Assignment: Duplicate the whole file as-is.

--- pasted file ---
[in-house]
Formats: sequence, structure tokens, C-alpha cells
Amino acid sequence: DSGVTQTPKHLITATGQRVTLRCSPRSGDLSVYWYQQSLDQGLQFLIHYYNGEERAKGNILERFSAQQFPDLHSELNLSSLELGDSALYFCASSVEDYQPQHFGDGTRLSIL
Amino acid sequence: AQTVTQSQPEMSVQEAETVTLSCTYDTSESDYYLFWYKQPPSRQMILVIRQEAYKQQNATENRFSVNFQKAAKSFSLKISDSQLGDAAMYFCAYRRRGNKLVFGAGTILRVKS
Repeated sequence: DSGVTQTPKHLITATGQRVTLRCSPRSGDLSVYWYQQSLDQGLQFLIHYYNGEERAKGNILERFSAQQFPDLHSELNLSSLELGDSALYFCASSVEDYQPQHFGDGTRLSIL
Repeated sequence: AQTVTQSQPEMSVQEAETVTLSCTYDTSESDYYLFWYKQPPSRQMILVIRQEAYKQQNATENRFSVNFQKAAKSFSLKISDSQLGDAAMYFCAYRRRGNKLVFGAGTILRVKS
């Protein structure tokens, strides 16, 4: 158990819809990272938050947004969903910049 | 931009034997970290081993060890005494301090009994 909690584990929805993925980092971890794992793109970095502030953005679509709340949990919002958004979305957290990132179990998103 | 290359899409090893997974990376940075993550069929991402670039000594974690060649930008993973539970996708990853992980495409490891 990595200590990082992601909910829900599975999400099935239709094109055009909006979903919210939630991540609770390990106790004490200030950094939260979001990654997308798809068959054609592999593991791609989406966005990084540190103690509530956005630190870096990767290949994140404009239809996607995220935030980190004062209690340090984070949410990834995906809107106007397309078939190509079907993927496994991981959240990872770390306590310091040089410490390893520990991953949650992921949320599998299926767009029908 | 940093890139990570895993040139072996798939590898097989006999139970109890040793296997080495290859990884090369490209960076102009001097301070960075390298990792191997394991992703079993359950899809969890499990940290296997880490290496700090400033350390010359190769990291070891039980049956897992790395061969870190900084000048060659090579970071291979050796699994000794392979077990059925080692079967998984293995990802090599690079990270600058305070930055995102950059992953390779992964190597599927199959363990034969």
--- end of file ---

[in-house]
Formats: sequence, structure tokens, C-alpha cells
Amino acid sequence: DSGVTQTPKHLITATGQRVTLRCSPRSGDLSVYWYQQSLDQGLQFLIHYYNGEERAKGNILERFSAQQFPDLHSELNLSSLELGDSALYFCASSVEDYQPQHFGDGTRLSIL
Amino acid sequence: AQTVTQSQPEMSVQEAETVTLSCTYDTSESDYYLFWYKQPPSRQMILVIRQEAYKQQNATENRFSVNFQKAAKSFSLKISDSQLGDAAMYFCAYRRRGNKLVFGAGTILRVKS
Repeated sequence: DSGVTQTPKHLITATGQRVTLRCSPRSGDLSVYWYQQSLDQGLQFLIHYYNGEERAKGNILERFSAQQFPDLHSELNLSSLELGDSALYFCASSVEDYQPQHFGDGTRLSIL
Repeated sequence: AQTVTQSQPEMSVQEAETVTLSCTYDTSESDYYLFWYKQPPSRQMILVIRQEAYKQQNATENRFSVNFQKAAKSFSLKISDSQLGDAAMYFCAYRRRGNKLVFGAGTILRVKS
């Protein structure tokens, strides 16, 4: 158990819809990272938050947004969903910049 | 931009034997970290081993060890005494301090009994 909690584990929805993925980092971890794992793109970095502030953005679509709340949990919002958004979305957290990132179990998103 | 290359899409090893997974990376940075993550069929991402670039000594974690060649930008993973539970996708990853992980495409490891 990595200590990082992601909910829900599975999400099935239709094109055009909006979903919210939630991540609770390990106790004490200030950094939260979001990654997308798809068959054609592999593991791609989406966005990084540190103690509530956005630190870096990767290949994140404009239809996607995220935030980190004062209690340090984070949410990834995906809107106007397309078939190509079907993927496994991981959240990872770390306590310091040089410490390893520990991953949650992921949320599998299926767009029908 | 940093890139990570895993040139072996798939590898097989006999139970109890040793296997080495290859990884090369490209960076102009001097301070960075390298990792191997394991992703079993359950899809969890499990940290296997880490290496700090400033350390010359190769990291070891039980049956897992790395061969870190900084000048060659090579970071291979050796699994000794392979077990059925080692079967998984293995990802090599690079990270600058305070930055995102950059992953390779992964190597599927199959363990034969």